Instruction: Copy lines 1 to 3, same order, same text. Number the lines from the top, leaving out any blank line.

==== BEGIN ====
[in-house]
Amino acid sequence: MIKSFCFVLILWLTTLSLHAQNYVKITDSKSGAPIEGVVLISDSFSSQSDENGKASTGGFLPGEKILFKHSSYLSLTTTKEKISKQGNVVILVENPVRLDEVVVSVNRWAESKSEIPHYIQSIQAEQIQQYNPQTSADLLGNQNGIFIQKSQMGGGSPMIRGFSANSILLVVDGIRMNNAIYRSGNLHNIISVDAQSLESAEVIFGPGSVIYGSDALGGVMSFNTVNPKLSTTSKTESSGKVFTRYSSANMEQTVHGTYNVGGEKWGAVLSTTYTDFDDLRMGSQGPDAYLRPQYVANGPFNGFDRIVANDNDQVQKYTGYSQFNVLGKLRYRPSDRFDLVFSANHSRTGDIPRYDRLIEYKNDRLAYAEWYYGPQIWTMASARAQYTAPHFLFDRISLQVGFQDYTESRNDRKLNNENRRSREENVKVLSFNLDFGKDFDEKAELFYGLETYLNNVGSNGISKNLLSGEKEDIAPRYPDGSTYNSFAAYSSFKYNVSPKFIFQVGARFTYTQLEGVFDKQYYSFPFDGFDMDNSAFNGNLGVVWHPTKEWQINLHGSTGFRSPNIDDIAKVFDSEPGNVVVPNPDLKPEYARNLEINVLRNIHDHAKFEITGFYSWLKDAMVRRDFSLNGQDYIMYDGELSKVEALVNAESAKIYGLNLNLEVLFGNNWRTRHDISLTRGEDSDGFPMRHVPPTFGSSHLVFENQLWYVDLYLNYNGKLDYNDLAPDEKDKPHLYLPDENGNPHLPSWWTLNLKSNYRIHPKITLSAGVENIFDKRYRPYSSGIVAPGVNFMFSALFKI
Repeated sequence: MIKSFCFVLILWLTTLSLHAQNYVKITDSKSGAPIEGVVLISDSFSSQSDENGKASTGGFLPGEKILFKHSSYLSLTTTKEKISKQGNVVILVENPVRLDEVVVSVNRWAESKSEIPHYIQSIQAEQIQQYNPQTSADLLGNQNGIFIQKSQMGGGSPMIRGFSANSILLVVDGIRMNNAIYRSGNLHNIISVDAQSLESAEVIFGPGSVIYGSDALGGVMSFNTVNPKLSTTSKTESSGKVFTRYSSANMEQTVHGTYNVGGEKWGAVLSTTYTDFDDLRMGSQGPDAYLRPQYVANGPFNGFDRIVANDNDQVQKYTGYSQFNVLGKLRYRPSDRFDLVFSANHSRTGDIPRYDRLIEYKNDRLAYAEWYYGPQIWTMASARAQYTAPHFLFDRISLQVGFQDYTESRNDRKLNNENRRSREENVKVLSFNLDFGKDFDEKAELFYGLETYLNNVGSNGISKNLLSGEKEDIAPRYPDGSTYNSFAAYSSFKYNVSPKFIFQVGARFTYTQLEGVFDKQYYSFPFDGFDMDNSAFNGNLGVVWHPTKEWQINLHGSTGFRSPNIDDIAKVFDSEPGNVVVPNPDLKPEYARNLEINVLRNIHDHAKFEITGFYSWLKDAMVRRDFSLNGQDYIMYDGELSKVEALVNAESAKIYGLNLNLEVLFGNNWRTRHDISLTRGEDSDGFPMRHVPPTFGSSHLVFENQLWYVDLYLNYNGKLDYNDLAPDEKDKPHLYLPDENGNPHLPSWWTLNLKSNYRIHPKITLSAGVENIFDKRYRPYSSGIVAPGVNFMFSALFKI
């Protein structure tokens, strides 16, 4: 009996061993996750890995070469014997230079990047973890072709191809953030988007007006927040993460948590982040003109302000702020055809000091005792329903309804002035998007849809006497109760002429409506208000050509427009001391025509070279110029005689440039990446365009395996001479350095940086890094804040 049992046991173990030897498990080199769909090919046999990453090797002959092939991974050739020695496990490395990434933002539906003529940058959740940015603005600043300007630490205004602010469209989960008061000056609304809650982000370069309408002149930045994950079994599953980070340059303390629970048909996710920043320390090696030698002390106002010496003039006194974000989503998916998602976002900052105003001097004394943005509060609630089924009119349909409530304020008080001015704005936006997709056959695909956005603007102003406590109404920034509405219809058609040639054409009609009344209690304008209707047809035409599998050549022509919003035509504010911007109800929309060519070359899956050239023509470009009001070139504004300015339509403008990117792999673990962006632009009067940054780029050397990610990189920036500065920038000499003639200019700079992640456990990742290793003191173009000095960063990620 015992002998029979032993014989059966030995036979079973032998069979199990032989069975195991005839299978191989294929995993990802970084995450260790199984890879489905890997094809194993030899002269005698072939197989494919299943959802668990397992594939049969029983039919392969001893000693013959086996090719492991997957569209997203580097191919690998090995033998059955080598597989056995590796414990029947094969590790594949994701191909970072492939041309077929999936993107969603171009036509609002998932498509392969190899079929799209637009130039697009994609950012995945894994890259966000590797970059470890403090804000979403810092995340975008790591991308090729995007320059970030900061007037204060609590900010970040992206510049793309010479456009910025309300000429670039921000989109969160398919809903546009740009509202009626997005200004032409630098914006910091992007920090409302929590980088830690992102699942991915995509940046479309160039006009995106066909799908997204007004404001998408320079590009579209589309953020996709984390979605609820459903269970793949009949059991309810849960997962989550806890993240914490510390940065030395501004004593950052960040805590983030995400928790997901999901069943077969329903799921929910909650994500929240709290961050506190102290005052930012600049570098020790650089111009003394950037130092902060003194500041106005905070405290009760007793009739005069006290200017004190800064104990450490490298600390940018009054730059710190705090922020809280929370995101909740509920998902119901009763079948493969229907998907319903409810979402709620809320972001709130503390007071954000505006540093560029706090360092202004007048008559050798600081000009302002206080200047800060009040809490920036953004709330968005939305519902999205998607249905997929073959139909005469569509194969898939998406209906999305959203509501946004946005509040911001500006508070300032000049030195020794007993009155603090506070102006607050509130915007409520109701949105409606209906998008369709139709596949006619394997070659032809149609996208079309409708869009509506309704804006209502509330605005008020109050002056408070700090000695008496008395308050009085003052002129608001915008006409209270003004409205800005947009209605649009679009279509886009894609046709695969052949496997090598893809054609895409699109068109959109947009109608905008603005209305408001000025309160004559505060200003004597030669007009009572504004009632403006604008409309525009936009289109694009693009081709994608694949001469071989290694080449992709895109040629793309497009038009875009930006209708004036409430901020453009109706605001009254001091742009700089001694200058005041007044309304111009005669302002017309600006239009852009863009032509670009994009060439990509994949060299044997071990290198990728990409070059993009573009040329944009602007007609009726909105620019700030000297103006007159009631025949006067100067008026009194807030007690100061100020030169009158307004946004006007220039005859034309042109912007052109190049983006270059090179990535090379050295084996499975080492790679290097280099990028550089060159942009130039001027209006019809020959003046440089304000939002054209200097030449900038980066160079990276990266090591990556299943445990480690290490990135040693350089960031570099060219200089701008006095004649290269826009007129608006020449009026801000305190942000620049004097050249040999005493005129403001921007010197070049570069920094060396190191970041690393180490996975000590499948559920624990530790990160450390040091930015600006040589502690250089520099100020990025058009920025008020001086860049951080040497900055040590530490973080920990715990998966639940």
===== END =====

[in-house]
Amino acid sequence: MIKSFCFVLILWLTTLSLHAQNYVKITDSKSGAPIEGVVLISDSFSSQSDENGKASTGGFLPGEKILFKHSSYLSLTTTKEKISKQGNVVILVENPVRLDEVVVSVNRWAESKSEIPHYIQSIQAEQIQQYNPQTSADLLGNQNGIFIQKSQMGGGSPMIRGFSANSILLVVDGIRMNNAIYRSGNLHNIISVDAQSLESAEVIFGPGSVIYGSDALGGVMSFNTVNPKLSTTSKTESSGKVFTRYSSANMEQTVHGTYNVGGEKWGAVLSTTYTDFDDLRMGSQGPDAYLRPQYVANGPFNGFDRIVANDNDQVQKYTGYSQFNVLGKLRYRPSDRFDLVFSANHSRTGDIPRYDRLIEYKNDRLAYAEWYYGPQIWTMASARAQYTAPHFLFDRISLQVGFQDYTESRNDRKLNNENRRSREENVKVLSFNLDFGKDFDEKAELFYGLETYLNNVGSNGISKNLLSGEKEDIAPRYPDGSTYNSFAAYSSFKYNVSPKFIFQVGARFTYTQLEGVFDKQYYSFPFDGFDMDNSAFNGNLGVVWHPTKEWQINLHGSTGFRSPNIDDIAKVFDSEPGNVVVPNPDLKPEYARNLEINVLRNIHDHAKFEITGFYSWLKDAMVRRDFSLNGQDYIMYDGELSKVEALVNAESAKIYGLNLNLEVLFGNNWRTRHDISLTRGEDSDGFPMRHVPPTFGSSHLVFENQLWYVDLYLNYNGKLDYNDLAPDEKDKPHLYLPDENGNPHLPSWWTLNLKSNYRIHPKITLSAGVENIFDKRYRPYSSGIVAPGVNFMFSALFKI
Repeated sequence: MIKSFCFVLILWLTTLSLHAQNYVKITDSKSGAPIEGVVLISDSFSSQSDENGKASTGGFLPGEKILFKHSSYLSLTTTKEKISKQGNVVILVENPVRLDEVVVSVNRWAESKSEIPHYIQSIQAEQIQQYNPQTSADLLGNQNGIFIQKSQMGGGSPMIRGFSANSILLVVDGIRMNNAIYRSGNLHNIISVDAQSLESAEVIFGPGSVIYGSDALGGVMSFNTVNPKLSTTSKTESSGKVFTRYSSANMEQTVHGTYNVGGEKWGAVLSTTYTDFDDLRMGSQGPDAYLRPQYVANGPFNGFDRIVANDNDQVQKYTGYSQFNVLGKLRYRPSDRFDLVFSANHSRTGDIPRYDRLIEYKNDRLAYAEWYYGPQIWTMASARAQYTAPHFLFDRISLQVGFQDYTESRNDRKLNNENRRSREENVKVLSFNLDFGKDFDEKAELFYGLETYLNNVGSNGISKNLLSGEKEDIAPRYPDGSTYNSFAAYSSFKYNVSPKFIFQVGARFTYTQLEGVFDKQYYSFPFDGFDMDNSAFNGNLGVVWHPTKEWQINLHGSTGFRSPNIDDIAKVFDSEPGNVVVPNPDLKPEYARNLEINVLRNIHDHAKFEITGFYSWLKDAMVRRDFSLNGQDYIMYDGELSKVEALVNAESAKIYGLNLNLEVLFGNNWRTRHDISLTRGEDSDGFPMRHVPPTFGSSHLVFENQLWYVDLYLNYNGKLDYNDLAPDEKDKPHLYLPDENGNPHLPSWWTLNLKSNYRIHPKITLSAGVENIFDKRYRPYSSGIVAPGVNFMFSALFKI